Leon Bridges Wasn't Intimidated by the Tough Stage of Saturday Night Live
Leon Bridges performs "River" for his second appearance on SNL Saturday night.
Saturday Night Live/NBC
Before we jump into breathless praise of the star turn Leon Bridges made on Saturday Night Live over the weekend, let's put something in perspective. The Fort Worth singer has already played some seriously big gigs this year, including ones on national TV shows like The Tonight Show Starring Jimmy Fallon. Just a couple weeks ago, he joined Macklemore and Ryan Lewis during the American Music Awards. It doesn't get much bigger than that, unless you're talking about SNL.
Not only did Bridges play SNL, he played it on the night when Ryan Gosling, the Internet’s imaginary boyfriend, hosted the show. He played just two weeks — SNL took a Thanksgiving break — after Adele, the biggest pop star in the world. More than seven million viewers tuned in to the Adele episode, which means that seven million people saw promos for Bridges’ appearance.
And let's just say he didn't disappoint.
In the course of Bridges' rise to national and international notoriety over the past year, there have been some questions raised over his stage presence, including in this very publication. He's a young singer making the transition to ever-bigger stages, and it's safe to say he has adapted quickly. SNL showed us the best Leon Bridges we've seen yet.
The pressure could've been enough to overwhelm the 25-year-old, but he handled it with grace. From the moment Gosling enthusiastically announced him, Bridges looked like a bandleader. He looked more confident than ever as he launched into “Smooth Sailin’,” engaging the crowd and dancing throughout. Even if his moves veered into dorky territory occasionally, in less than three minutes, Bridges succesfully made the case that he has a place in the national pop scene.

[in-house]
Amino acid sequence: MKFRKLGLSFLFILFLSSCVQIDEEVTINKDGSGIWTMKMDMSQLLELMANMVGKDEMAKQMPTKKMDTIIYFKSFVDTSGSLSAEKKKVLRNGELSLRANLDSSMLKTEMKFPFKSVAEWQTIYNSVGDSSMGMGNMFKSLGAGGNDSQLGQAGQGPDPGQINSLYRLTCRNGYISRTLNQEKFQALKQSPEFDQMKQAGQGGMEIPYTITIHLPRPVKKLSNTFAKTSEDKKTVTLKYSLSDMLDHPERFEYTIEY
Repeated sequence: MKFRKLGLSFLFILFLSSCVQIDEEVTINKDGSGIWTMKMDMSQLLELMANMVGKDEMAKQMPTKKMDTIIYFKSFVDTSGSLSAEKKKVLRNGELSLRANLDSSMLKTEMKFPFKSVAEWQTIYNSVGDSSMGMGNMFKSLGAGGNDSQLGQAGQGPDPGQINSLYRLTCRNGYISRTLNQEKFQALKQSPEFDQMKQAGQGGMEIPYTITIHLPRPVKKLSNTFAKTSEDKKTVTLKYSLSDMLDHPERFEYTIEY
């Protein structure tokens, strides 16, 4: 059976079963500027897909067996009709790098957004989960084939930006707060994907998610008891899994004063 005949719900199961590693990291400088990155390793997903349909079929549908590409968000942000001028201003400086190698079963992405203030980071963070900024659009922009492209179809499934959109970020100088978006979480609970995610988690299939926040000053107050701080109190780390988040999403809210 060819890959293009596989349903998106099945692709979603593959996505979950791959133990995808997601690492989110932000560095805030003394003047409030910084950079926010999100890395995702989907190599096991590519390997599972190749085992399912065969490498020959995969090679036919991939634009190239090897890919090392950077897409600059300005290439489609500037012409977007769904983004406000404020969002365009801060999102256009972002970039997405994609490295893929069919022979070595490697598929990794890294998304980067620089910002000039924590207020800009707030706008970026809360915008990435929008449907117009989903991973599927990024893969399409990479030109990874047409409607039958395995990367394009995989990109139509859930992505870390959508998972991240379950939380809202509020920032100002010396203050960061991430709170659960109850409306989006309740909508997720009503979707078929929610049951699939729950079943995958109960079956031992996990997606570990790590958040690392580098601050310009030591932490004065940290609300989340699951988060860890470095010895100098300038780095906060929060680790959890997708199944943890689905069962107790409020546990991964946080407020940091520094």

When Bridges returned for “River,” he dialed back the dance moves, picked up a guitar and delivered every bit of the emotion that makes the recorded version so affecting. Backed by four incredible voices, Bridges’ own gorgeous timbre soared. Any of that sheepishness he displayed in his days regularly playing Dallas and Fort Worth had been totally transformed into a quiet suaveness. The only time Bridges looked uncomfortable was during the studio audience's reaction to his performance once it had wrapped. He flashed an awkward smile as they whooped and hollered and clapped.
The SNL stage can be a difficult one to master. Even some of pop’s biggest stars — Lana Del Rey, Coldplay — have given terrible performances on it. A strong show was not assured, and Bridges' performance proved that the hype is justified. He lived up to the expectations that Adele and Gosling and the show itself set for him. SNL is an important test for up-and-coming musicians, and Bridges has probably just thrown off the curve for everyone else in his class.
So let the praise continue. Saturday night just gave us more reasons to brag about Bridges, to tell the world how the quiet kid who started out in tiny clubs in Fort Worth is now leading his own one-man ‘60s soul revival. Slowly but surely he's chipping away at doubts about his readiness for the pop superstardom that awaits him. We may be shameless fans, but at least we’re not wrong.
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